Texas AG Paxton Sues Battleground States in Another Attempt To Keep Trump In Office

On Tuesday, Texas Attorney General Ken Paxton sued four battleground states in a bid to get the U.S. Supreme Court to throw the election to Trump.
On Tuesday, Texas Attorney General Ken Paxton sued four battleground states in a bid to get the U.S. Supreme Court to throw the election to Trump. Screenshot
Ladies and gentleman, Texas Attorney General Ken Paxton is at it again.

Early Tuesday morning, the Lone Star State’s top law enforcement officer sued the presidential battleground states of Michigan, Georgia, Wisconsin and Pennsylvania in the U.S. Supreme Court on behalf of the state of Texas for making allegedly unconstitutional changes to election laws in a laughably brazen attempt to overturn the results of the 2020 presidential election.

To the shock of absolutely no one, President-elect Joe Biden came out victorious in all four of the states Paxton has sued.

In a statement touting his lawsuit, Paxton claimed government officials in these states who implemented coronavirus-inspired modifications to election procedures such as encouraging greater use of mail ballots have “exploited the COVID-19 pandemic to justify ignoring federal and state election laws and unlawfully enacting last-minute changes, thus skewing the results of the 2020 General Election,” despite the fact that weeks of similar legal cases on behalf of President Donald Trump’s campaign have uncovered nothing that would rise to that level.

“By ignoring both state and federal law,” Paxton said in his press release, “these states have not only tainted the integrity of their own citizens’ vote, but of Texas and every other state that held lawful elections.”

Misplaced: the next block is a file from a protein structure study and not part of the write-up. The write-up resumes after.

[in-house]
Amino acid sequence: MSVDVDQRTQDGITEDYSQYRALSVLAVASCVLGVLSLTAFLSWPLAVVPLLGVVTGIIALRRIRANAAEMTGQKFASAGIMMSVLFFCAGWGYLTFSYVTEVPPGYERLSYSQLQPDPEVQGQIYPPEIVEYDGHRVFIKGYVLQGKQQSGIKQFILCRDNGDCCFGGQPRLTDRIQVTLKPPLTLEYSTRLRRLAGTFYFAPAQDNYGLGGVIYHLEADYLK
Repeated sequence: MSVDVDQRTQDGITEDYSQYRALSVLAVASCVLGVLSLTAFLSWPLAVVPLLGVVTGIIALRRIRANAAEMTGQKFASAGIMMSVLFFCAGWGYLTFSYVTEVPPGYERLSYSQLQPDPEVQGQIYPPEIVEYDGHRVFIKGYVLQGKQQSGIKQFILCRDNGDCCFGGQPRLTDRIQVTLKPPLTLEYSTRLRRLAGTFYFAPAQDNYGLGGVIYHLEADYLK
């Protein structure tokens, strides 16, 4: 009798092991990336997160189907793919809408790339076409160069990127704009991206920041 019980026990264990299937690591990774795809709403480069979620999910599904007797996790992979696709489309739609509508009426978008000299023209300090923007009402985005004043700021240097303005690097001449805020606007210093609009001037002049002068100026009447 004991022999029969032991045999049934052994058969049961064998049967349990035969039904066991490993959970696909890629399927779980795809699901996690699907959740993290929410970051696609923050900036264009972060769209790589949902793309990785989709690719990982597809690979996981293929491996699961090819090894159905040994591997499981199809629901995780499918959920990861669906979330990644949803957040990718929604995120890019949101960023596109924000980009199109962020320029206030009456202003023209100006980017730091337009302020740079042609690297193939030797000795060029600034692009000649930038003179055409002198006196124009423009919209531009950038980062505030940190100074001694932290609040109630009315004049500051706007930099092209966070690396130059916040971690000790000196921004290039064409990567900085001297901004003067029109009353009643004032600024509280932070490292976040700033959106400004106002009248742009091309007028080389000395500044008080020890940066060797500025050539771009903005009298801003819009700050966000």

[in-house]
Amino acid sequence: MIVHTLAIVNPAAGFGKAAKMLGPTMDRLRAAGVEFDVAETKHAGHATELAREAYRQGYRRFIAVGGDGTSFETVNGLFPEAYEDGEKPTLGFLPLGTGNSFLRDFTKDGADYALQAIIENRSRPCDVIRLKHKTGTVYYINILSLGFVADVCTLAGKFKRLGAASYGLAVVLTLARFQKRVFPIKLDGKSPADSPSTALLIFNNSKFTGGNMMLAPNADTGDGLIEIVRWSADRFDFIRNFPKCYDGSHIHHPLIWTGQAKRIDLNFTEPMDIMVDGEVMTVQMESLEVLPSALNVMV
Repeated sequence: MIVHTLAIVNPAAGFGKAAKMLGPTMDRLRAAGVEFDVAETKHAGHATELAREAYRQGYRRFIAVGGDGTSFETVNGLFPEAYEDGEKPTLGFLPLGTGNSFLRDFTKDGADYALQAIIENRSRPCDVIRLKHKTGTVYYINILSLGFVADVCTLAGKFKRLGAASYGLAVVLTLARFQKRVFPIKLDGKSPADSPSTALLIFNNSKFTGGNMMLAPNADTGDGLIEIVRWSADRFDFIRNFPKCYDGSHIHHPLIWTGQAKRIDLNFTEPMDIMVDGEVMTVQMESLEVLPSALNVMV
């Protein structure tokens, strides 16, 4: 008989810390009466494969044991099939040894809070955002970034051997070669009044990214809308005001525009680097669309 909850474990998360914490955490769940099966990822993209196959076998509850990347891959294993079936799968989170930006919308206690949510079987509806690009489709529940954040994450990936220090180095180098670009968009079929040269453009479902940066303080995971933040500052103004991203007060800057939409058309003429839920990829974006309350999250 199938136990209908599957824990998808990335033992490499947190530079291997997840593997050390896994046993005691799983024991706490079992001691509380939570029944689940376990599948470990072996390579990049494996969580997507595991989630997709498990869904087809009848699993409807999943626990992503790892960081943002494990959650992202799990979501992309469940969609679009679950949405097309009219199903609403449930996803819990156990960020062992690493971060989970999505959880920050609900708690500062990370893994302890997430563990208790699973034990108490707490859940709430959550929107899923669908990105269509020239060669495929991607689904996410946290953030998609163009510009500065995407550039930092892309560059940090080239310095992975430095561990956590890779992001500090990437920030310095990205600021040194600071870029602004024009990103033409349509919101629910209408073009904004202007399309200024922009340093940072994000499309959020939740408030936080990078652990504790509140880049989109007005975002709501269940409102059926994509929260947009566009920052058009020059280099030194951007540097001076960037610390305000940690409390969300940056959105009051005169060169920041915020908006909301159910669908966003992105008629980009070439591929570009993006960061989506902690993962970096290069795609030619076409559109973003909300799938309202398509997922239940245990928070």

“Their failure to abide by the rule of law casts a dark shadow of doubt over the outcome of the entire election. We now ask that the Supreme Court step in to correct this egregious error,” Paxton wrote.

In the lawsuit, Paxton asks the Supreme Court to “delay the deadline for the appointment of presidential electors” by the states in question, hoping that their state legislatures — all run by Republicans — would then be granted the authority to choose which electors are sent to the Electoral College. If his scheme works, which is highly unlikely, that could result in those electoral votes going to Trump instead of Biden, which would throw the election to Trump.

It’s easy to view Paxton’s newest lawsuit as a vanity project designed to win him plaudits from his far-right fanbase in order to distract from his own legal troubles — Paxton is currently under federal investigation for a bribery scandal uncovered after several of his top Republican lieutenants in the AG’s office blew the whistle on their boss, many of whom were fired or pressured to resign in retaliation.

And on top of that, Paxton is still under indictment for alleged securities fraud for an investment scheme he cooked-up over five years ago, so there’s plenty of reasons why he’d want to shift the public’s attention away from those cases. There’s a non-zero chance he might be fishing for a pardon from Trump in the president’s final weeks in office.

“It looks like we have a new leader in the ‘craziest lawsuit filed to purportedly challenge the election’ category,'”  University of Texas law professor and federal court expert Steve Vladeck tweeted in response to Paxton’s new lawsuit. “Spoiler alert: The Court is *never* going to hear this one,” his tweet concluded, based on his belief that there’s no way five Supreme Court justices will vote in favor of hearing the case, even given the court’s conservative super-majority.

“So chalk this up as mostly a stunt — a dangerous, offensive, and wasteful one, but a stunt nonetheless,” Vladeck wrote.
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Schaefer Edwards is a staff writer at the Houston Press who covers local and regional news. A lifelong Texan and adopted Houstonian, he loves NBA basketball and devouring Tex-Mex while his cat watches in envy.
Contact: Schaefer Edwards